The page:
What guitar chord is James Joyce playing in this photo?
The original photo, taken by Ottocaro Weiss, in 1915, is housed in Cornell’s James Joyce collection, in an exhibit in a glass closet titled “Poetry and Music.” I first saw the photo of Joyce playing the guitar years ago in the Ellmann biography, and I cut it out and pinned it over my desk somewhere, but I’ve since lost that copy.
“Fingers to stray on Joyce’s guitar again after its restoration,” an article by Terence Killeen in the March 22, 2012 Irish Times, discusses the restoration of Joyce’s guitar and contains a fascinating video clip of the luthier at work on the guitar. Gary Southwell, the luthier, guesses, based on the finger wear on the fretboard, that Joyce probably was not a “fantastic” guitarist because the wear suggests mostly first position, standard chord forms: “He wasn’t all over the fingerboard.”
Can we tell from the photograph what guitar chord Joyce is fingering? Assuming his index finger holds the root note, then he’s playing a 1-b5 on the bass strings. If the root is an F, then he’s playing an F-B. But his ring finger appears to be positioned directly over the second fret, so it’s hard to tell if he’s fingering a D or a Db. But anyway a closer look suggests that his index finger is not on the 6th low E string, but on the 5th string, playing a Bb note, the middle finger then (still a flat 5) playing an E note, and the ring finger playing a Db note. But I can’t tell what frets he’s fingering, and at first glance, I assumed he was fingering an Em7 chord (guitar spelling: E, B, E, G, D, E = 1, 5, 1, b3, b7, 1).
In any case, Killeen, in the video, seems to say that Joyce is not actually playing the guitar in the photo. I’m not sure why he thinks not. Joyce looks relaxed in the photo, leaning a bit back and away, probably the better to see his left hand fingering, given his poor eyesight. The thumb of his right hand is hidden behind his palm, but it could certainly be plucking the 6th, 5th, or 4th string. Maybe he was not playing the guitar during the photo because he had to hold still for the photographer. But he’s clearly fingering a chord. Or is he? Again, his index and ring fingers appear to be hovering directly over the frets, not slightly behind them.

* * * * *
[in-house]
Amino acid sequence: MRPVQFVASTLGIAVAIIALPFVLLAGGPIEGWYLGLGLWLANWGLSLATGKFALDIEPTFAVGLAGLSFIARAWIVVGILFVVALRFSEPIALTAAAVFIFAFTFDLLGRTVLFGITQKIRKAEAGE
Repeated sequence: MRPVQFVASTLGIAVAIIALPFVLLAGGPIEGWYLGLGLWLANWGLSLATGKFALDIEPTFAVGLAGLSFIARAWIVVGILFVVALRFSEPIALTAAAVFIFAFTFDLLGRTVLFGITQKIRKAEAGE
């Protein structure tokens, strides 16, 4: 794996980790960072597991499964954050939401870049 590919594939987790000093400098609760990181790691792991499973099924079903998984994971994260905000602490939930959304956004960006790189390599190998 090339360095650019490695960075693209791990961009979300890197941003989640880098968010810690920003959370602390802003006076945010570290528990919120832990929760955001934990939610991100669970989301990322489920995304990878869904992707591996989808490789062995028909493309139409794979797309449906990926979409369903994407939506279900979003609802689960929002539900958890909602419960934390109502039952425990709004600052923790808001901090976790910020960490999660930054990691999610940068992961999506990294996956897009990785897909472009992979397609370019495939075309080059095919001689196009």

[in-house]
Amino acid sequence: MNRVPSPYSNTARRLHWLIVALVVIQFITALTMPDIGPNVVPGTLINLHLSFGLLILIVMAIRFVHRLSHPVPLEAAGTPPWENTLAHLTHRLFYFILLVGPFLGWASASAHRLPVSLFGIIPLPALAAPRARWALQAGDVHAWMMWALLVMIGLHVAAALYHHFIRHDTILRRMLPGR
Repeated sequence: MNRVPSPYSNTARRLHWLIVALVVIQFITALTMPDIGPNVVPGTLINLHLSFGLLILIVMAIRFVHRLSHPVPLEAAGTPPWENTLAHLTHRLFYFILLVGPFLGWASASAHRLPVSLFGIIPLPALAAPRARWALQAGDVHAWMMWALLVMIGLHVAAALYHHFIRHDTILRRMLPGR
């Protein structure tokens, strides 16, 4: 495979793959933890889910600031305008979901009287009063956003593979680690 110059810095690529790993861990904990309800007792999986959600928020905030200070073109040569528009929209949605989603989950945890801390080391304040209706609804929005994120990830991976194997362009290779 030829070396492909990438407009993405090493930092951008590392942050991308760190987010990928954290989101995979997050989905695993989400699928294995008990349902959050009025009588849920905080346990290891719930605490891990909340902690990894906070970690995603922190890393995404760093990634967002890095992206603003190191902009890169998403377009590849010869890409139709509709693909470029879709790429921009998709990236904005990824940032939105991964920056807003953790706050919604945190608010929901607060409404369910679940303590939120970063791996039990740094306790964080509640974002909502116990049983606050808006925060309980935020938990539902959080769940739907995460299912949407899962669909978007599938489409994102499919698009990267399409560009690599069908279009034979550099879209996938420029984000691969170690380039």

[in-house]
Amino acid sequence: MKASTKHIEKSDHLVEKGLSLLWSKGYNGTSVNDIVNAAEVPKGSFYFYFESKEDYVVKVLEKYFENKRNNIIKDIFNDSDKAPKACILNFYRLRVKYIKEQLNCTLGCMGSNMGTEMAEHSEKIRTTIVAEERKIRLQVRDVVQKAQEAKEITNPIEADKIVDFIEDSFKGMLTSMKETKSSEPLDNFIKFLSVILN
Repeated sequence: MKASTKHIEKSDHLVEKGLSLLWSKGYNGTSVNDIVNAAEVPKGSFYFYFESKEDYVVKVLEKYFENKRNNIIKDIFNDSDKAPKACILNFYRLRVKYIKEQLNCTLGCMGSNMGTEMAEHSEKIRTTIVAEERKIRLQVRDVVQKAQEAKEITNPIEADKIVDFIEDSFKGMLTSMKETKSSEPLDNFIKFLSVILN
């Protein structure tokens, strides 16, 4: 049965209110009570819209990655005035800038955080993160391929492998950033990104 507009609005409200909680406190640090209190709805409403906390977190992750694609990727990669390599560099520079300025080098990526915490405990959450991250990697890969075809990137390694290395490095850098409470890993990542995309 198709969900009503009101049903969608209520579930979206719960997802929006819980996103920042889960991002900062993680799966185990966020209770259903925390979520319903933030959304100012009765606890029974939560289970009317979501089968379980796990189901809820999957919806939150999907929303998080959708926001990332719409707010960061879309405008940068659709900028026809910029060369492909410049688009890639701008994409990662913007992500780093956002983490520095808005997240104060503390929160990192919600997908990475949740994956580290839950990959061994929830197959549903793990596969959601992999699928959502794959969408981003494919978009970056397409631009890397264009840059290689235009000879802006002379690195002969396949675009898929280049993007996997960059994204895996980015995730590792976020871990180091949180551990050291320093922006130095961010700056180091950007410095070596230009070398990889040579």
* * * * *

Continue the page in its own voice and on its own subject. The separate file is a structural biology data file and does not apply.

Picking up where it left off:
I recently acquired a hardback copy of “Giacomo Joyce” (Viking Press, reset and reissued May, 1968), introduction and notes by Richard Ellmann, and was surprised and delighted to find the Weiss photo of Joyce and his guitar used as a frontispiece, spread across two pages.
Perhaps the chord Joyce is fingering in the Weiss photo is from Finnegans Wake, a pun-chord, a humorous play on notes.
Follow up 8 Sep 13: Check out guitarist Gerald Garcia’s Joyce guitar analysis (read through post and scroll through comments section).
Love how you got the number system in that one!
Hey, Charles… I was thinking of you when I worked that in. Joyce probably knew the number system, you think?
Joe, I always read what you write, so from what I hear of Joyce, I’m sure he had some sort of system for guitar!
Mr. Palm might know :) my ex, who has a musical treasure trove in Amsterdam: http://www.palmguitars.com/
Could be that Joyce was just tuning the strings – tends to tune the mind, too.
Yes, Ashen, I checked out that guitar site. Bit of a digression, but I was very interested in that South Hoover Street, Los Angeles, with the Twin Oaks phone number, guitar. There’s a short story there. I suppose Joyce would have always been tuning things up, and down.
Jayzus , never mind the chords . Can you imagine what Joyce would have done with the lyrics !
“Now be aisy, good Mr Finnimore, sir. And take your laysure like a god on pension and don’t be walking abroad” (FW 24). But it’s true, what you say, yet why did he choose to write as he did? He felt capable of any kind of writing. But he wanted to do something new, new chords.
What a lovely photo! Perhaps he’s strumming an Em?
Thanks for reading and comment, Eva. I think so, some sort of Em.